The crowd at the End Of The Wharf Tavern was
 especially good, and Randrik had already had three handsome ladies
 smile invitations over their wine by the time he broke for a bite
 of dinner.  It was a typical Fifth Night crowd -- mainly clutches
 of merchants celebrating a good week's business with their wives or
 mistresses salted with a dash of militia officers and noble ladies
 dressed in their maid's best in an effort at disguise that fooled
 no one.
	Sitting at the table near the kitchen reserved
 specifically for him, he had just managed to talk the landlord's
 daughter onto his knee when the subdued hum of conversation
 suddenly wilted into silence. A Temple Seeker, ominous in the
 concealing white robe and purple sash of a Master, was heading
 straight for him, trailed by an Adept in the green-trimmed yellow
 sack of a Healer. Neither had bothered lowering her hood, but
 Randrik would have known that firm, determined stride and the
 gleaming amulet of office anywhere.
	Muttering a curse that made even the mercenary
 sitting at the next table raise an eyebrow, he sent his buxom
 playmate back to the kitchen with a kiss. With deliberate
 arrogance, he leaned back and propped his boots on the table. This
 was not turning out to be one of his better days.
	"Good evening, Randrik," his aunt the Prime Seeker
 said, pushing back her hood. "I sent you a message this morning
 that I had an urgent matter to discuss with you."
	"I am sorry, your grace, but I was unfortunately
 indisposed at the time."
	He smiled pleasantly.
	"You seem to have recovered quickly."
	"The indisposition turned out to be less serious
 than I thought."
	"Caused by indulging in one too many grass widows,
 no doubt."
	He couldn't help grinning at her -- she was about
 the only other person he knew besides his mother with whom a battle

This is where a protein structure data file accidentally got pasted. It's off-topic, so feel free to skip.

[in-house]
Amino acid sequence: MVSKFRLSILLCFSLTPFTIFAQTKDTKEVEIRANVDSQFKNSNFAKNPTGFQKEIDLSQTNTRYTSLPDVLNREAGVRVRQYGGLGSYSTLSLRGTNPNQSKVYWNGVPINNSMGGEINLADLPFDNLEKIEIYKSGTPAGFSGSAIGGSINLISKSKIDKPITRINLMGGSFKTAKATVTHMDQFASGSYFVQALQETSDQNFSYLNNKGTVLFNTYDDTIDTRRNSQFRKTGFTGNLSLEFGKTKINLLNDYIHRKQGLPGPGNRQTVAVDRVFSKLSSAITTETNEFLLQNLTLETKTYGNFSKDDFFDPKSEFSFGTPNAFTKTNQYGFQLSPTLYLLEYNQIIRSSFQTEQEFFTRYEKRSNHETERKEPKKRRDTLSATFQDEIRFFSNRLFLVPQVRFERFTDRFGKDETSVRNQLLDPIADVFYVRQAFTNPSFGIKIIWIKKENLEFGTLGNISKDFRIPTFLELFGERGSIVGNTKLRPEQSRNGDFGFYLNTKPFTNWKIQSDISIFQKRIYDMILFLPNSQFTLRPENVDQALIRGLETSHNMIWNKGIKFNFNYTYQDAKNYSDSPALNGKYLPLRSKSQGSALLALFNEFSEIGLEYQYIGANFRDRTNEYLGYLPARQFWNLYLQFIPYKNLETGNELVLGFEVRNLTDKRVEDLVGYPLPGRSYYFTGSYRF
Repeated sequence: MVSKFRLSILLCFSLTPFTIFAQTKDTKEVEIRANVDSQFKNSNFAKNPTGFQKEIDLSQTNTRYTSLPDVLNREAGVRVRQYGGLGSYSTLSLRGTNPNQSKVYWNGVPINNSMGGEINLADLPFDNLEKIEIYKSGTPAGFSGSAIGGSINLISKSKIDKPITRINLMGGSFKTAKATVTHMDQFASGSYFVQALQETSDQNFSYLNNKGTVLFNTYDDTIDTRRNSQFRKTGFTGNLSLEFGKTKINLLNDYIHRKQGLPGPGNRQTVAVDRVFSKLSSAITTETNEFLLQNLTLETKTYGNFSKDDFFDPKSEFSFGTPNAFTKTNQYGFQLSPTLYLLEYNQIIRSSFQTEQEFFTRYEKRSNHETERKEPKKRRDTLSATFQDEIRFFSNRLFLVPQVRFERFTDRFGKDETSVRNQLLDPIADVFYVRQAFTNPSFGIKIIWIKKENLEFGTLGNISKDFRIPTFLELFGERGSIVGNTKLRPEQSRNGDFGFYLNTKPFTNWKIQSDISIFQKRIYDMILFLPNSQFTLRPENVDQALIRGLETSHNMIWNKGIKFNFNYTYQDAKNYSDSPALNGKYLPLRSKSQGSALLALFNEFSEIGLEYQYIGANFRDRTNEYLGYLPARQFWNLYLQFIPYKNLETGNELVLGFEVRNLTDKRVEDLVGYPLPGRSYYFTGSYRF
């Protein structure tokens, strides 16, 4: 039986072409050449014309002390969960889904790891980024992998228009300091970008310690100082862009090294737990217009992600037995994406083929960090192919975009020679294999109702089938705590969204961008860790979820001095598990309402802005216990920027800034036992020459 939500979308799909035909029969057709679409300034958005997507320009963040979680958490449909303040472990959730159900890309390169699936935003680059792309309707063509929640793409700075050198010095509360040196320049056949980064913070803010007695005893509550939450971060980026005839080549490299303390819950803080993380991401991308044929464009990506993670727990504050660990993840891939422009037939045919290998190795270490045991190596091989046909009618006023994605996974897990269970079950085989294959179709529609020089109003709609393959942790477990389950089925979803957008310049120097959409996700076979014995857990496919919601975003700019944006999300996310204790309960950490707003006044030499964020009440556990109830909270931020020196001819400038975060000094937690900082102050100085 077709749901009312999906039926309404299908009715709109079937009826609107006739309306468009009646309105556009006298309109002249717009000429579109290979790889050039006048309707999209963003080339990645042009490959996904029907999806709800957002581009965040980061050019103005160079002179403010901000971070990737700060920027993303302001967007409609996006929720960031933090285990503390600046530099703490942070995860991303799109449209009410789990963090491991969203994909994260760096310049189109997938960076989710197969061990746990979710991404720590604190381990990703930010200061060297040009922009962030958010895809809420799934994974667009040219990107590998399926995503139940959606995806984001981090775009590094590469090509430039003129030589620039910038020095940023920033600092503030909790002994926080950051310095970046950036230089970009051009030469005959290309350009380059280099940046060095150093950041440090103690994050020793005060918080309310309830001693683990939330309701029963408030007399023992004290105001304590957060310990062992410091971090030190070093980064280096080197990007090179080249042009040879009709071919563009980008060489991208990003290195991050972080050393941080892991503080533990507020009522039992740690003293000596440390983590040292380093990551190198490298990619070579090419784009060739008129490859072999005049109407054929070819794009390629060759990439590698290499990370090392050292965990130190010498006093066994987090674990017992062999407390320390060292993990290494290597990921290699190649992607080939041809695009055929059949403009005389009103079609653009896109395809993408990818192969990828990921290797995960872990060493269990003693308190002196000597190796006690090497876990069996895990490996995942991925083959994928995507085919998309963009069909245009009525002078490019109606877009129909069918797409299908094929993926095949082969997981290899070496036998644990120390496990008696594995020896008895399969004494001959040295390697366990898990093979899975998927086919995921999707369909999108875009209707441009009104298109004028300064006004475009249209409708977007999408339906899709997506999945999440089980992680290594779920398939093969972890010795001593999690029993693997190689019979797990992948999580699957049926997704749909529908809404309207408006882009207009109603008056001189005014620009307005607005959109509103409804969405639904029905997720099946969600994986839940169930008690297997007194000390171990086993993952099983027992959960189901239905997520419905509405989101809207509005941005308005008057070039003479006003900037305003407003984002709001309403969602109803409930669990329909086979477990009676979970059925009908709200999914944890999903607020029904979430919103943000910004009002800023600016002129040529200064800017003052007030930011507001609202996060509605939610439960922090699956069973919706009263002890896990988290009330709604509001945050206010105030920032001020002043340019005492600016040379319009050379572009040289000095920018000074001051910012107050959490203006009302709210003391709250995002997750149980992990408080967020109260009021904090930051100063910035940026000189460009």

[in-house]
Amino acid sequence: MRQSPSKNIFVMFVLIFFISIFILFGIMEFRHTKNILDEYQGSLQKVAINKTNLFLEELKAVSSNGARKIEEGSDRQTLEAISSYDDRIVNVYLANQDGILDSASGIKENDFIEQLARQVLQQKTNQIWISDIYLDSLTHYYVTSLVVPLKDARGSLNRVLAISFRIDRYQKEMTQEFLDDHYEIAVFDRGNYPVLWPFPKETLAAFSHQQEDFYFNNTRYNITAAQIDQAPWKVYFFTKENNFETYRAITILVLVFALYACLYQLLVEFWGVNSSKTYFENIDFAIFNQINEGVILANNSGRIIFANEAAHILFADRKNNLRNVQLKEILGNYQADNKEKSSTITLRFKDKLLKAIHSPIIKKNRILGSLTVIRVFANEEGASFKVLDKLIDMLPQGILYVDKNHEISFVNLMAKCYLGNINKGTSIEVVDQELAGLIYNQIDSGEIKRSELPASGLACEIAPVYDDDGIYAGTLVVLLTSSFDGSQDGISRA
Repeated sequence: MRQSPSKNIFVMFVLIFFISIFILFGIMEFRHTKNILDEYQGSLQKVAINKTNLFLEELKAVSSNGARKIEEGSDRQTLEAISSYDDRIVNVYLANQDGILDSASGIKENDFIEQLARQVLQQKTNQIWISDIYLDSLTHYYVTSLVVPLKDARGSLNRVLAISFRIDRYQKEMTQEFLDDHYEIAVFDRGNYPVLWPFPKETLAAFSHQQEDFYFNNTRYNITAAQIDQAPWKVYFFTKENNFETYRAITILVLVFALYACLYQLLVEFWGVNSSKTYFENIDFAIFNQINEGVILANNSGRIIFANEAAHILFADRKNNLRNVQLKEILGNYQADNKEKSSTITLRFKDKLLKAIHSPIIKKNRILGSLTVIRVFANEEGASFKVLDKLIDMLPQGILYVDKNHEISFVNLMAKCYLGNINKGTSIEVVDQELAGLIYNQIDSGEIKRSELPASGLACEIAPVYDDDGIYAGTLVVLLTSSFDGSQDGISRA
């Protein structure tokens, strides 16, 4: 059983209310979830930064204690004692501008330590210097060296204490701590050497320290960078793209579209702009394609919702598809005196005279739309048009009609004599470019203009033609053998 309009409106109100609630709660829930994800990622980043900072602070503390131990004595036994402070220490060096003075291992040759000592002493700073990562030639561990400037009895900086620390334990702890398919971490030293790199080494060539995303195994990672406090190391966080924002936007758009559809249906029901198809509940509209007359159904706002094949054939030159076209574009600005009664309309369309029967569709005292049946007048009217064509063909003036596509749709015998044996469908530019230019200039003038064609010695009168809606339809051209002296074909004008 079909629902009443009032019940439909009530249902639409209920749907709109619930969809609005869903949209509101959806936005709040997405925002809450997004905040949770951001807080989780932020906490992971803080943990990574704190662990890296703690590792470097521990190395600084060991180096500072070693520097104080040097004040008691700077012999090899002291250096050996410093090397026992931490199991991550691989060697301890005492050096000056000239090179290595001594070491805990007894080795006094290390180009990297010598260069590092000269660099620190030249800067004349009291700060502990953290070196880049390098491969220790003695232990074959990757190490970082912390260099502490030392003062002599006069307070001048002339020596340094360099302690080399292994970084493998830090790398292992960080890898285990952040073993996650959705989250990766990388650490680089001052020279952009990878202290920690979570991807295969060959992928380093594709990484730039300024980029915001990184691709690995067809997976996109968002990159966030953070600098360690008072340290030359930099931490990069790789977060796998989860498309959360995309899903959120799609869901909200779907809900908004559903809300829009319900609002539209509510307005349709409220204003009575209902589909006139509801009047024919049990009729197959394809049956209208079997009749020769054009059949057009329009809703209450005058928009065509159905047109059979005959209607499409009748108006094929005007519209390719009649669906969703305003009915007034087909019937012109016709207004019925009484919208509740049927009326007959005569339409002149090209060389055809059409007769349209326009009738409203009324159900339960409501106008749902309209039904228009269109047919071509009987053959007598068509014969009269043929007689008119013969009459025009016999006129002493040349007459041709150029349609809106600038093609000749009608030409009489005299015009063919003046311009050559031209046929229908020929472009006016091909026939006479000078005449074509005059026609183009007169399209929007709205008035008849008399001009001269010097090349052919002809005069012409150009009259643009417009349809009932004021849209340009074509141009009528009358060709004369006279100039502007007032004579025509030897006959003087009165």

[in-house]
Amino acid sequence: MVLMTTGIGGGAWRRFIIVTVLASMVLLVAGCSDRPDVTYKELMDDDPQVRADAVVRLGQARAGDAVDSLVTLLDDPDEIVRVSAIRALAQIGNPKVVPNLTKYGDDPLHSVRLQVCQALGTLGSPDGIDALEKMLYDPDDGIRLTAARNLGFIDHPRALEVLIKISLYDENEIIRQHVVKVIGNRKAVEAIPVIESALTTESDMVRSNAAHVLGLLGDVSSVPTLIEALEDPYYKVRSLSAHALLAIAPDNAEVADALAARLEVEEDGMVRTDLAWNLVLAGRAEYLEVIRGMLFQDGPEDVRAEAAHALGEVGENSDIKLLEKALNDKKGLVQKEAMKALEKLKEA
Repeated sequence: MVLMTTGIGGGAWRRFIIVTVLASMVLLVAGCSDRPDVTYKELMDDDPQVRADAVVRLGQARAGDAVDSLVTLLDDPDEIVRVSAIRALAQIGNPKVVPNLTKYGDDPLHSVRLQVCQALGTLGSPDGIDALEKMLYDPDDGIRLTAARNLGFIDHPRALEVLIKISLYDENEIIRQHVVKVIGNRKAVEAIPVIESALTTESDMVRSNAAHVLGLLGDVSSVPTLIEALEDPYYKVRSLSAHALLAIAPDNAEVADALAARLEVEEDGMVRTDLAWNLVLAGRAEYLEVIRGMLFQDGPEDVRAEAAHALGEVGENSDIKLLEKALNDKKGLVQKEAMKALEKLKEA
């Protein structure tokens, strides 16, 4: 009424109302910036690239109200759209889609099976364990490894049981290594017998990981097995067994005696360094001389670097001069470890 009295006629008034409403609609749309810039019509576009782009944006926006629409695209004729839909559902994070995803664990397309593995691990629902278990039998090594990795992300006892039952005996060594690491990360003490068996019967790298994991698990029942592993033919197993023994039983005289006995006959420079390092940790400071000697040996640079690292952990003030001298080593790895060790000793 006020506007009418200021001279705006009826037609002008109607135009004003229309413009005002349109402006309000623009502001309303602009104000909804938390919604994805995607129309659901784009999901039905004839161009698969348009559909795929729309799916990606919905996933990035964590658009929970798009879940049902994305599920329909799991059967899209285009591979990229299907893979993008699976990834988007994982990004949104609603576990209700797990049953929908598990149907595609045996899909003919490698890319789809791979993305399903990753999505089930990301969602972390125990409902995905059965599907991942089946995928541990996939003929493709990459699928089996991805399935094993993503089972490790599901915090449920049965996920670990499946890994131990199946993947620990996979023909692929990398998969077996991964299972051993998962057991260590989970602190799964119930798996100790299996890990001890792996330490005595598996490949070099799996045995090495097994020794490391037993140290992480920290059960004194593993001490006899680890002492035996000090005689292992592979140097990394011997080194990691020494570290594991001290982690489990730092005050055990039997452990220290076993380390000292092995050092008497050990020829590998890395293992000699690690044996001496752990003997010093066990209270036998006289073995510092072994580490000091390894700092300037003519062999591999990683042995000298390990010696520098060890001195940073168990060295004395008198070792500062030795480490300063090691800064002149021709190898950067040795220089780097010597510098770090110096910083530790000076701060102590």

of wits was a challenge. From the corner of his eye, he saw the
 Adept's mouth thin in disapproval within the shadow of her hood.
	"Shame on you, my lady," he teased. "You're offending the infant."
	The Adept tilted her nose up so far he could almost
 hear her neck creak from the strain. If he had needed a good reason
 for not dealing with the Temple, he would have been happy to cite
 the fact that they had an uncanny ability to turn perfectly normal
 women into unconscionable prigs.
	"It is not the Prime Seeker I find offensive," the
 Adept sneered icily.
	Randrik heightened his eyesight to get a better idea
 what she was hiding in the shadow of her cowl. She was older than
 usual for an Adept -- must have gotten a late start. She had a
 heart-shaped face with skin the tint and texture of old ivory,
 dominated by wide-set, uptilted eyes as green as the best emeralds
 under dark, arched brows and full of the same cold fire. Her thick
 chestnut hair was braided and wound in a crown atop her head from
 which nary a wisp had dared escape. There was no mistaking her
 Nomad blood, which made her stiff neck and hard eyes seem out of
 place. Every Dresnye he had known had been as full of life as it
 was possible to be and never hesitated to show it. This one looked
 like she had tasted life and found it sour. He wondered what would
 happen if he suddenly pulled her onto his lap and kissed her prim
 little mouth till she was dizzy. It would serve her and his aunt
 right for barging in on his evening.
	"Randrik, I have to talk to you," the Prime Seeker
 said, interrupting his survey of her student. "Is there somewhere
 we can be private?"
	"If you're going to invite me to join the Temple
 again, I can tell you 'no' right here."
	Her face twisted with exasperation, but there was
 something else shading her frustrated anger.
	"I have no intention of asking you to join the
 Temple -- I doubt it would survive. But you at least owe me the
 courtesy of listening to me," she snapped. "I did you one by coming
 here myself instead of having you dragged in by the Watch."